In a recent post, Finding Digital Jesus, I contemplated the notion that brands, both large and small, were (finally) fully embracing digital marketing, based on a couple data points - growth in digital budgets and staff and an observation that many senior-level digital job postings listed "new position."
As brands begin to develop holistic digital strategies, most senior leaders will find a full plate of digital activities already in place. Digital marketing programs are a double-edged sword - they are easy to set up - meaning teams, with good intentions, have probably already initiated digital programs/channels. Most social media platforms, for example, only need an email and logo to start. The other edge of the sword - without a comprehensive digital strategy, these efforts often live on an island, without documented KPIs and a plan to achieve a positive ROI.
If you find yourself in such a predicament - here is a model to help determine where to start focusing efforts and resources. With apologies to Abraham Maslow - here is a "Digital Marketing Hierarchy of Importance."
Stage 1 - Content: the basic, building blocks for all digital marketing - SEO-rich, keywords properly used, brand reinforcing, engaging content.
Stage 2 - Web Site/Blog: the company-owned web properties, the CTA-rich, SEO-compliant and optimized, content rich pages; addressing this stage is "getting your house in order."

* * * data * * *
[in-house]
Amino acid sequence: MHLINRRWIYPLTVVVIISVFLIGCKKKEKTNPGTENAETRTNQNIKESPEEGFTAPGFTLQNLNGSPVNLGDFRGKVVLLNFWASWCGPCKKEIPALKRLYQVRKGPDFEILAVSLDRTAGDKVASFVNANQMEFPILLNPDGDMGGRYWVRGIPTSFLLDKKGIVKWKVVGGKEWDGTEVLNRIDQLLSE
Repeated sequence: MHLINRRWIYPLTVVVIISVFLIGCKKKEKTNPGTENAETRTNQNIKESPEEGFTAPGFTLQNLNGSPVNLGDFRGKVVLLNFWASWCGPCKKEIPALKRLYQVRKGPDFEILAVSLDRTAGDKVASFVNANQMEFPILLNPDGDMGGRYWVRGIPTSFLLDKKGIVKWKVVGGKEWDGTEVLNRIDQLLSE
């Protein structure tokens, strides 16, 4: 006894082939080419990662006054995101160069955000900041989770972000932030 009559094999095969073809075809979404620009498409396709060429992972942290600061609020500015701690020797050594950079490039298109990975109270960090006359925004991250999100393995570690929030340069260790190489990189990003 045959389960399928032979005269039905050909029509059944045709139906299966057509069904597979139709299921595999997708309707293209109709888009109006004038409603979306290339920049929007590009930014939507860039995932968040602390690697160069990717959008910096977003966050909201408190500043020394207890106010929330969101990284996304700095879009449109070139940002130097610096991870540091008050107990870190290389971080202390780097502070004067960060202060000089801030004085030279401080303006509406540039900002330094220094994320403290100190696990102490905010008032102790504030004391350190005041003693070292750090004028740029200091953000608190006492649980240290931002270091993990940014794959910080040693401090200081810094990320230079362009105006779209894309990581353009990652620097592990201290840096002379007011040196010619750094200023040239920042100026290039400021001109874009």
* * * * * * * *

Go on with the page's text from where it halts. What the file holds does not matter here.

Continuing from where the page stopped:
Stage 3 - Email: the company-owned and affiliate lists, which much be nurtured and protected to grow, grow, grow.
Stage 4 - Paid Media: the marketing investment in filling the funnel and keeping the brand top-of-mind.
Stage 5 - Social Media: yes, it's the corporate equivalent of self-actualization - the bright, shiny object for senior company leaders with the in-your-face metrics, but it's last stage of importance.
One caveat - social care. If your social channels are open and no one is manning the "store," there is huge potential brand and reputation risk. If current and prospective customers are engaging with the brand on social media, make sure there is a team of well-trained resources to address these people in this very public forum.
Again, with apologies to Maslow, the digital marketing hierarchy of needs is a solid road map to realizing solid growth in digital marketing.